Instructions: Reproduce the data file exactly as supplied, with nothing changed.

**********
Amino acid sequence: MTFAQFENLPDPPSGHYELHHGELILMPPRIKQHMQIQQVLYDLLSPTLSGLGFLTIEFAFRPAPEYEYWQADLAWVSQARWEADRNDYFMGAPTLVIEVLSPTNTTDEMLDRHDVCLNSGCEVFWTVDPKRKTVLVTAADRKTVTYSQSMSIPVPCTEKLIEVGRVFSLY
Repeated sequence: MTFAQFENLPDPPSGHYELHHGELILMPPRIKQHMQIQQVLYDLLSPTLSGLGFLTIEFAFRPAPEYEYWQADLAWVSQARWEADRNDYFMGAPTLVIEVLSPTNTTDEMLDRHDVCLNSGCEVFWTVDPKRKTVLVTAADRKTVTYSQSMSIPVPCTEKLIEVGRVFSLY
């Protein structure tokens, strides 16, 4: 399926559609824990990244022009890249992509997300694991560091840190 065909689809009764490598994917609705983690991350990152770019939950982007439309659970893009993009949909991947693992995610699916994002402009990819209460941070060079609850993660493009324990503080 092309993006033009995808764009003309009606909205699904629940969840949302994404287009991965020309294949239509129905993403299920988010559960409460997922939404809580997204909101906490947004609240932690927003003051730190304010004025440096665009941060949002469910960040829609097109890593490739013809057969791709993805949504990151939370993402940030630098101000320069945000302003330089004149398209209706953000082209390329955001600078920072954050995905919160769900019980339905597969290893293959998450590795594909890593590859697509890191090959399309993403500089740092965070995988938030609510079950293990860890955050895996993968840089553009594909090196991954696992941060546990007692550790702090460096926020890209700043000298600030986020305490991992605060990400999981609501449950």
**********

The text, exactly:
Amino acid sequence: MTFAQFENLPDPPSGHYELHHGELILMPPRIKQHMQIQQVLYDLLSPTLSGLGFLTIEFAFRPAPEYEYWQADLAWVSQARWEADRNDYFMGAPTLVIEVLSPTNTTDEMLDRHDVCLNSGCEVFWTVDPKRKTVLVTAADRKTVTYSQSMSIPVPCTEKLIEVGRVFSLY
Repeated sequence: MTFAQFENLPDPPSGHYELHHGELILMPPRIKQHMQIQQVLYDLLSPTLSGLGFLTIEFAFRPAPEYEYWQADLAWVSQARWEADRNDYFMGAPTLVIEVLSPTNTTDEMLDRHDVCLNSGCEVFWTVDPKRKTVLVTAADRKTVTYSQSMSIPVPCTEKLIEVGRVFSLY
């Protein structure tokens, strides 16, 4: 399926559609824990990244022009890249992509997300694991560091840190 065909689809009764490598994917609705983690991350990152770019939950982007439309659970893009993009949909991947693992995610699916994002402009990819209460941070060079609850993660493009324990503080 092309993006033009995808764009003309009606909205699904629940969840949302994404287009991965020309294949239509129905993403299920988010559960409460997922939404809580997204909101906490947004609240932690927003003051730190304010004025440096665009941060949002469910960040829609097109890593490739013809057969791709993805949504990151939370993402940030630098101000320069945000302003330089004149398209209706953000082209390329955001600078920072954050995905919160769900019980339905597969290893293959998450590795594909890593590859697509890191090959399309993403500089740092965070995988938030609510079950293990860890955050895996993968840089553009594909090196991954696992941060546990007692550790702090460096926020890209700043000298600030986020305490991992605060990400999981609501449950």